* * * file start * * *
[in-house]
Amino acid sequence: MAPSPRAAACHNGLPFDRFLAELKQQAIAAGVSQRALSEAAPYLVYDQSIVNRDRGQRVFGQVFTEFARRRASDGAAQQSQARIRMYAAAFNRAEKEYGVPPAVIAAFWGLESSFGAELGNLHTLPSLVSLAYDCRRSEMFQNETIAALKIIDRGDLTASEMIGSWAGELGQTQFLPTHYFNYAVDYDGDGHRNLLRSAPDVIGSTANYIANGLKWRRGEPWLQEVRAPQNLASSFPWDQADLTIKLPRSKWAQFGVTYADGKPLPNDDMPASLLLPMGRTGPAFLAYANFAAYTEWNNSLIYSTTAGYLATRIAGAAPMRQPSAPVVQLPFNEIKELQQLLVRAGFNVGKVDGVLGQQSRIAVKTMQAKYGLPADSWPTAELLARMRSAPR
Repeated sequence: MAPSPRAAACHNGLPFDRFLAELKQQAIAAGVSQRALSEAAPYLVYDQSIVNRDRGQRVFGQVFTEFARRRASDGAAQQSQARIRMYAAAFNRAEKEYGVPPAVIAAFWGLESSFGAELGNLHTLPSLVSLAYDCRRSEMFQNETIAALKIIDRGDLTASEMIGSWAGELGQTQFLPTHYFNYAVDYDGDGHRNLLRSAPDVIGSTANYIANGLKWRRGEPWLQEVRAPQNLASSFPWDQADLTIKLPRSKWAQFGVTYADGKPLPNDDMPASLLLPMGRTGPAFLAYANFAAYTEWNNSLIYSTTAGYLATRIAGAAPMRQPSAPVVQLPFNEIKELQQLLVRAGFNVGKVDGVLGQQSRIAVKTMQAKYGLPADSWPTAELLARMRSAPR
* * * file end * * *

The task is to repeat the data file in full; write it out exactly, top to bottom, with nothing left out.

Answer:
[in-house]
Amino acid sequence: MAPSPRAAACHNGLPFDRFLAELKQQAIAAGVSQRALSEAAPYLVYDQSIVNRDRGQRVFGQVFTEFARRRASDGAAQQSQARIRMYAAAFNRAEKEYGVPPAVIAAFWGLESSFGAELGNLHTLPSLVSLAYDCRRSEMFQNETIAALKIIDRGDLTASEMIGSWAGELGQTQFLPTHYFNYAVDYDGDGHRNLLRSAPDVIGSTANYIANGLKWRRGEPWLQEVRAPQNLASSFPWDQADLTIKLPRSKWAQFGVTYADGKPLPNDDMPASLLLPMGRTGPAFLAYANFAAYTEWNNSLIYSTTAGYLATRIAGAAPMRQPSAPVVQLPFNEIKELQQLLVRAGFNVGKVDGVLGQQSRIAVKTMQAKYGLPADSWPTAELLARMRSAPR
Repeated sequence: MAPSPRAAACHNGLPFDRFLAELKQQAIAAGVSQRALSEAAPYLVYDQSIVNRDRGQRVFGQVFTEFARRRASDGAAQQSQARIRMYAAAFNRAEKEYGVPPAVIAAFWGLESSFGAELGNLHTLPSLVSLAYDCRRSEMFQNETIAALKIIDRGDLTASEMIGSWAGELGQTQFLPTHYFNYAVDYDGDGHRNLLRSAPDVIGSTANYIANGLKWRRGEPWLQEVRAPQNLASSFPWDQADLTIKLPRSKWAQFGVTYADGKPLPNDDMPASLLLPMGRTGPAFLAYANFAAYTEWNNSLIYSTTAGYLATRIAGAAPMRQPSAPVVQLPFNEIKELQQLLVRAGFNVGKVDGVLGQQSRIAVKTMQAKYGLPADSWPTAELLARMRSAPR